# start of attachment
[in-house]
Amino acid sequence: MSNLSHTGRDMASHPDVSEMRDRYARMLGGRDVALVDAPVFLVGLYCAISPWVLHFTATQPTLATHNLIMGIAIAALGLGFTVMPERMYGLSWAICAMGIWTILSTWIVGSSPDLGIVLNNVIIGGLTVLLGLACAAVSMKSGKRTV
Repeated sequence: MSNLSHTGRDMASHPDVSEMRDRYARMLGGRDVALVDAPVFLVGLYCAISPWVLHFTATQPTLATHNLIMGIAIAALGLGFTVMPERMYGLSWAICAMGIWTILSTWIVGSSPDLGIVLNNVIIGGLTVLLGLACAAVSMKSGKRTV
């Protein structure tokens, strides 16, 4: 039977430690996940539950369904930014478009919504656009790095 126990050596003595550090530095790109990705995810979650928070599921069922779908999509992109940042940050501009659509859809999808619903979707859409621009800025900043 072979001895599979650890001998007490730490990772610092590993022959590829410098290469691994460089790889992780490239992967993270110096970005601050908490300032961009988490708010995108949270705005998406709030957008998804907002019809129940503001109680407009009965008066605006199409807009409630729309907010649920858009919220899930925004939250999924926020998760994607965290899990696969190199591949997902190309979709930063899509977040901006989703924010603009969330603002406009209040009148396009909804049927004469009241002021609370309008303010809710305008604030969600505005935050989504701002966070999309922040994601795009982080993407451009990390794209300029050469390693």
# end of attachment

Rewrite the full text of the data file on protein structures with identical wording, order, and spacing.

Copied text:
[in-house]
Amino acid sequence: MSNLSHTGRDMASHPDVSEMRDRYARMLGGRDVALVDAPVFLVGLYCAISPWVLHFTATQPTLATHNLIMGIAIAALGLGFTVMPERMYGLSWAICAMGIWTILSTWIVGSSPDLGIVLNNVIIGGLTVLLGLACAAVSMKSGKRTV
Repeated sequence: MSNLSHTGRDMASHPDVSEMRDRYARMLGGRDVALVDAPVFLVGLYCAISPWVLHFTATQPTLATHNLIMGIAIAALGLGFTVMPERMYGLSWAICAMGIWTILSTWIVGSSPDLGIVLNNVIIGGLTVLLGLACAAVSMKSGKRTV
């Protein structure tokens, strides 16, 4: 039977430690996940539950369904930014478009919504656009790095 126990050596003595550090530095790109990705995810979650928070599921069922779908999509992109940042940050501009659509859809999808619903979707859409621009800025900043 072979001895599979650890001998007490730490990772610092590993022959590829410098290469691994460089790889992780490239992967993270110096970005601050908490300032961009988490708010995108949270705005998406709030957008998804907002019809129940503001109680407009009965008066605006199409807009409630729309907010649920858009919220899930925004939250999924926020998760994607965290899990696969190199591949997902190309979709930063899509977040901006989703924010603009969330603002406009209040009148396009909804049927004469009241002021609370309008303010809710305008604030969600505005935050989504701002966070999309922040994601795009982080993407451009990390794209300029050469390693």